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The Shape of Water Reader’s Guide

By Andrea Camilleri

The Shape of Water by Andrea Camilleri


Questions and Topics for Discussion

In the seaside town of Vigàta, Sicily, innocence and idealism die even faster than the whores, drifters, and small-time Mafiosi who infest the village with an air of gritty decadence and menace. Those who succeed in Vigàta have learned an astonishing array of tricks, either sexual, political, or both. Those who stumble quickly learn new meanings to the words ferocity and horror.

One citizen who has both risen and fallen is Silvio Luparello, a.k.a. the Engineer. After nearly twenty years of low-profile political maneuvering, Luparello has finally gained control of the local arm of his political party and has secured his long-hoped-for appointment as provincial secretary. Only three days after his appointment, however, a pair of trash collectors find Luparello dead in his BMW in a kind of open-air brothel on the outskirts of town, his head thrown back and his trousers lowered. As the local television news sanitizes the incident and the crime lab scrambles for answers, Police Inspector Salvo Montalbano tries to assemble a puzzle whose pieces refuse to fit. Why is Pietro Rizzo, the dead man’s closest political ally, so undisturbed by Luparello’s death? What is the significance of a valuable necklace discovered near the car? And what does any of this have to do with a transvestite named Marilyn?

Fast-paced, sharp-edged, and laced with hard-boiled humor, The Shape of Water marks the debut of Inspector Montalbano, a wily gourmand whose inquiries only begin with the facts of the case. In between elaborately prepared meals, Montalbano also ponders the ethics of his profession and the uncertain nature of truth in a world largely given over to concealment and deception.



Andrea Camilleri’s Montalbano mystery series, bestsellers in Italy and Germany, has been adapted for Italian television and translated into German, French, Spanish, Portuguese, Greek, Japanese, Dutch, and Swedish. He lives in Rome.


  • Even before the grisly discovery that triggers Montalbano’s investigation, Camilleri presents a multitude of details that establish the character of the town of Vigàta and the general mood of the novel. Which details do you find most effective, and why?
  • We first see Inspector Montalbano as he awakens from a vivid erotic dream. Given the brutal everyday realities that Montalbano confronts on the job, what is the significance of the fact that we first glimpse him as a fantasist and a dreamer?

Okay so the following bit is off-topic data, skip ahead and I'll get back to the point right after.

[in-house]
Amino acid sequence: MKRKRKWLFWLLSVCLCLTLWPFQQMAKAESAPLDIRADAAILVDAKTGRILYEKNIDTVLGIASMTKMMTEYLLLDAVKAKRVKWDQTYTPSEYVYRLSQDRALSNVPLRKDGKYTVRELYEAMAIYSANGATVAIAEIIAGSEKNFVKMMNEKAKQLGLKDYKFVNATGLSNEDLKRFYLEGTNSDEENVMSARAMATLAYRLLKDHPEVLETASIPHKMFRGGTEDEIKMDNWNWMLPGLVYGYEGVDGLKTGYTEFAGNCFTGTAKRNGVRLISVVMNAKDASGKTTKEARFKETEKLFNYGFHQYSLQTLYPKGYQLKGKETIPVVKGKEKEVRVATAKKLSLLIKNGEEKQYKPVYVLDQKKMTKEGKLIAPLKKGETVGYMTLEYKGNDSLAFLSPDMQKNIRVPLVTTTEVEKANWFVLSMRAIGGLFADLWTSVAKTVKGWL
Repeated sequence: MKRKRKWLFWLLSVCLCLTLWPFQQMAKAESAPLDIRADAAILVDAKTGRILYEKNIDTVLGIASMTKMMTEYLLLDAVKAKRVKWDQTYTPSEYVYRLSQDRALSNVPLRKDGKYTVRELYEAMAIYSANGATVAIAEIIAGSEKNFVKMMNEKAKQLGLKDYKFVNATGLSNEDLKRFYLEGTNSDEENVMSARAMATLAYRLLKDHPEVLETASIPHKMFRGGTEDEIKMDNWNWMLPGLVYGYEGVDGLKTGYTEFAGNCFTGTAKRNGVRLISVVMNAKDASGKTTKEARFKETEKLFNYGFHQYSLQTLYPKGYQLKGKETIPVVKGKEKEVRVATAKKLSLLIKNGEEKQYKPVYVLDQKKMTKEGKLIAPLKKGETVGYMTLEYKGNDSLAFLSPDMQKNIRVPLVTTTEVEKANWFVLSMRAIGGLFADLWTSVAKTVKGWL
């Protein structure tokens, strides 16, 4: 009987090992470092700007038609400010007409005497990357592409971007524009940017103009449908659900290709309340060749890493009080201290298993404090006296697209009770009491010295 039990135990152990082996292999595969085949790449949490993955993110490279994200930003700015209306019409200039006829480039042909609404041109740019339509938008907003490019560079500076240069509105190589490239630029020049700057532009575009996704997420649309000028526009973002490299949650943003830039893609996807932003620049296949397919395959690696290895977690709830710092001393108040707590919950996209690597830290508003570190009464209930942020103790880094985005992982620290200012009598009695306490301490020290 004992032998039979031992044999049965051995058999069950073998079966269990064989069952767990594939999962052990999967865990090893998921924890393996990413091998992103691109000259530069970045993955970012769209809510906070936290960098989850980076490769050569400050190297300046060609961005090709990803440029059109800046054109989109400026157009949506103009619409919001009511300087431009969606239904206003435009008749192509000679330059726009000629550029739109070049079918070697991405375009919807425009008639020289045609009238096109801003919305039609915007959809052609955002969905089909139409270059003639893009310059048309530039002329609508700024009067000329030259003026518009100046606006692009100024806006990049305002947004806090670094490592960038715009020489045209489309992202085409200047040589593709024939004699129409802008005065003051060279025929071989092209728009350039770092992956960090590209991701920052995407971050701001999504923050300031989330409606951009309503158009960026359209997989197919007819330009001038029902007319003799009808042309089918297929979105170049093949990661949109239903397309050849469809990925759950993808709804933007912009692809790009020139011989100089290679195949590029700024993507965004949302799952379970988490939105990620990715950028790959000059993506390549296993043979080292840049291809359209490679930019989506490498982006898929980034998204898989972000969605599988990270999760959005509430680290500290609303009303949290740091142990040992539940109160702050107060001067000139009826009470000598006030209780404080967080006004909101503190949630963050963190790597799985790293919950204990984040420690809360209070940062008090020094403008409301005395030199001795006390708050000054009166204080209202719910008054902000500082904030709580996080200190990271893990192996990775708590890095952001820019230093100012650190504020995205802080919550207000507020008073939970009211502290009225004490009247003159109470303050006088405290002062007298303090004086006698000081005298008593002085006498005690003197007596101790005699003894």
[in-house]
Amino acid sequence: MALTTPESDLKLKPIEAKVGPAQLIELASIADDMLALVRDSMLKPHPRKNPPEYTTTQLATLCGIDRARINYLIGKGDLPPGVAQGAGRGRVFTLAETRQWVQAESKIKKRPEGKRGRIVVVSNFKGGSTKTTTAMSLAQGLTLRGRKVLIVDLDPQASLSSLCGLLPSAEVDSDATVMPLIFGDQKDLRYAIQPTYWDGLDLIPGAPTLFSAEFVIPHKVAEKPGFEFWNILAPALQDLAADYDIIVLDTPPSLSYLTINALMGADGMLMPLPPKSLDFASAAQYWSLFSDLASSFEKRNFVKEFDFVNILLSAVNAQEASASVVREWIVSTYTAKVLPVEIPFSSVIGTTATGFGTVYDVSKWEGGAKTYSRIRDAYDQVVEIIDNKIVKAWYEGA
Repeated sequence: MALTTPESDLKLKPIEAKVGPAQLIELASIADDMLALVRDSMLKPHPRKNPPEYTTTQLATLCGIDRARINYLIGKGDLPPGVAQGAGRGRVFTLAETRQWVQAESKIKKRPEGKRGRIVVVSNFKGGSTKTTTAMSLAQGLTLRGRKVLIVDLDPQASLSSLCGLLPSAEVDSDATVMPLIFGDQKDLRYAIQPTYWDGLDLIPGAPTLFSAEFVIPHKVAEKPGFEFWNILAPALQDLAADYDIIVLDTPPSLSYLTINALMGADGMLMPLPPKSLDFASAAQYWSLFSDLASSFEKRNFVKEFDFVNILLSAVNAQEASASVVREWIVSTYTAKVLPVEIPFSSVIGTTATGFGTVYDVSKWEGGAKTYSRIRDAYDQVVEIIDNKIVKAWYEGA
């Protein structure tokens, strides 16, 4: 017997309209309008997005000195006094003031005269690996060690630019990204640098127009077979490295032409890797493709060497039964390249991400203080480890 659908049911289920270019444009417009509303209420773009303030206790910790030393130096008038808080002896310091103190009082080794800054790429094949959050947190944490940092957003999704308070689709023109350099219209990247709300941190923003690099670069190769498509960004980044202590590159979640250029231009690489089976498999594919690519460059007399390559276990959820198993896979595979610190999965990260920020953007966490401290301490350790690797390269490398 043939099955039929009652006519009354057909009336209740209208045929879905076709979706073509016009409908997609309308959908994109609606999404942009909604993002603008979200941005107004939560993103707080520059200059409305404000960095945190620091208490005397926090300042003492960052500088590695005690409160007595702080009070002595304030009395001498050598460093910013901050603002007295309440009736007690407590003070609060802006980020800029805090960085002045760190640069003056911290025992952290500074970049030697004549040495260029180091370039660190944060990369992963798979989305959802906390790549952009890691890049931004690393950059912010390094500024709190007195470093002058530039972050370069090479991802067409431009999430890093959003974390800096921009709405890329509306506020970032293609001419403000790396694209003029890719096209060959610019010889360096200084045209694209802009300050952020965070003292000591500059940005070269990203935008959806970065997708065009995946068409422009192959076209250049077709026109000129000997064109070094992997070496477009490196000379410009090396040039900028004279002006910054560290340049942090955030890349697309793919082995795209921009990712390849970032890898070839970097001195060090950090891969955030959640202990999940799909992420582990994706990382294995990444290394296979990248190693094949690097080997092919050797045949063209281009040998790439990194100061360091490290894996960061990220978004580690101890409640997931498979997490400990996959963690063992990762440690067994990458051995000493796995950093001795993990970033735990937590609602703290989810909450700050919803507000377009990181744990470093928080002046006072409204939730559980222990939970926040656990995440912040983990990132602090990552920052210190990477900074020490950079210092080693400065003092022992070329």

• Like many fictional detectives, Montalbano works with informants who are active criminals. One of these, Gegè Gullotta, is a pimp who manages underage girls, some not yet in their teens. Making matters still more complex is the fact that Montalbano and Gullotta have been buddies since they were boys, and they still regard each other as friends. In using Gullotta as an informant and failing to arrest him, is Montalbano only doing what is necessary to do his job, is he giving a friend a break, or is he making himself an accomplice to crime?
  • Early in The Shape of Water, Montalbano states with pride that he is an honest man. By the end of the novel, he isn’t so sure. The metaphor in the novel’s title is also a commentary on the nature of truth: just as water assumes the shape of its container, so, too, can facts be made to fit almost any theory, provided the theorist is clever enough. In what other ways does The Shape of Water comment on the nature of truth and honesty?
  • A continual counterpoint to Montalbano’s investigation is its coverage by the news media. How do news reports reveal and relate to the political culture of the province, and do they subserve the hypocrisy of that culture?
  • The novels of Andrea Camilleri have been compared to the hard-boiled detective stories of Raymond Chandler. If you have read some of Chandler’s work, what similarities or differences do you observe? You might consider such points of comparison as the two authors’ use of humor, their concept of gender roles, and their attitudes toward violence.
  • Some of the sharpest insights in the novel come, not from Montalbano, but from Secretary Luparello’s widow. Ingrid Sjostrom also proves to be an unexpectedly strong character. What characteristics in women does Camilleri depict as admirable?
  • Late in the novel, Montalbano’s lover, Livia, says that he has promoted himself from inspector to a fourth-rate god. What precisely does she mean? Throughout the novel, has Montalbano performed his professional duties, or has his conduct been somehow self-aggrandizing?
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